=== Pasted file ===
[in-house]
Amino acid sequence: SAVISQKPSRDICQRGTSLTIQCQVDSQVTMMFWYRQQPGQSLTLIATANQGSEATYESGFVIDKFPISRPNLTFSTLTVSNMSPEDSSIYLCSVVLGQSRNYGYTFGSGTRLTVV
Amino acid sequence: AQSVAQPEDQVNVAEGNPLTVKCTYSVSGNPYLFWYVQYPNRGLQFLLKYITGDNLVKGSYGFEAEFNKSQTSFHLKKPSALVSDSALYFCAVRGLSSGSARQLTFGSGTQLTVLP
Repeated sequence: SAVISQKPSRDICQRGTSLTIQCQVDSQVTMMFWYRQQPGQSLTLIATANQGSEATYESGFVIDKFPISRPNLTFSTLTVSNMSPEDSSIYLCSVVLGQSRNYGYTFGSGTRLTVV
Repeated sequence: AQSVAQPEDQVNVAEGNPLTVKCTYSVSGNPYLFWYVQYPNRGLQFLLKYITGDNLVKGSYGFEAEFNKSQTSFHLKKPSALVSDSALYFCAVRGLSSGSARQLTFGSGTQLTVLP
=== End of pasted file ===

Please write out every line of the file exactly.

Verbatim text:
[in-house]
Amino acid sequence: SAVISQKPSRDICQRGTSLTIQCQVDSQVTMMFWYRQQPGQSLTLIATANQGSEATYESGFVIDKFPISRPNLTFSTLTVSNMSPEDSSIYLCSVVLGQSRNYGYTFGSGTRLTVV
Amino acid sequence: AQSVAQPEDQVNVAEGNPLTVKCTYSVSGNPYLFWYVQYPNRGLQFLLKYITGDNLVKGSYGFEAEFNKSQTSFHLKKPSALVSDSALYFCAVRGLSSGSARQLTFGSGTQLTVLP
Repeated sequence: SAVISQKPSRDICQRGTSLTIQCQVDSQVTMMFWYRQQPGQSLTLIATANQGSEATYESGFVIDKFPISRPNLTFSTLTVSNMSPEDSSIYLCSVVLGQSRNYGYTFGSGTRLTVV
Repeated sequence: AQSVAQPEDQVNVAEGNPLTVKCTYSVSGNPYLFWYVQYPNRGLQFLLKYITGDNLVKGSYGFEAEFNKSQTSFHLKKPSALVSDSALYFCAVRGLSSGSARQLTFGSGTQLTVLP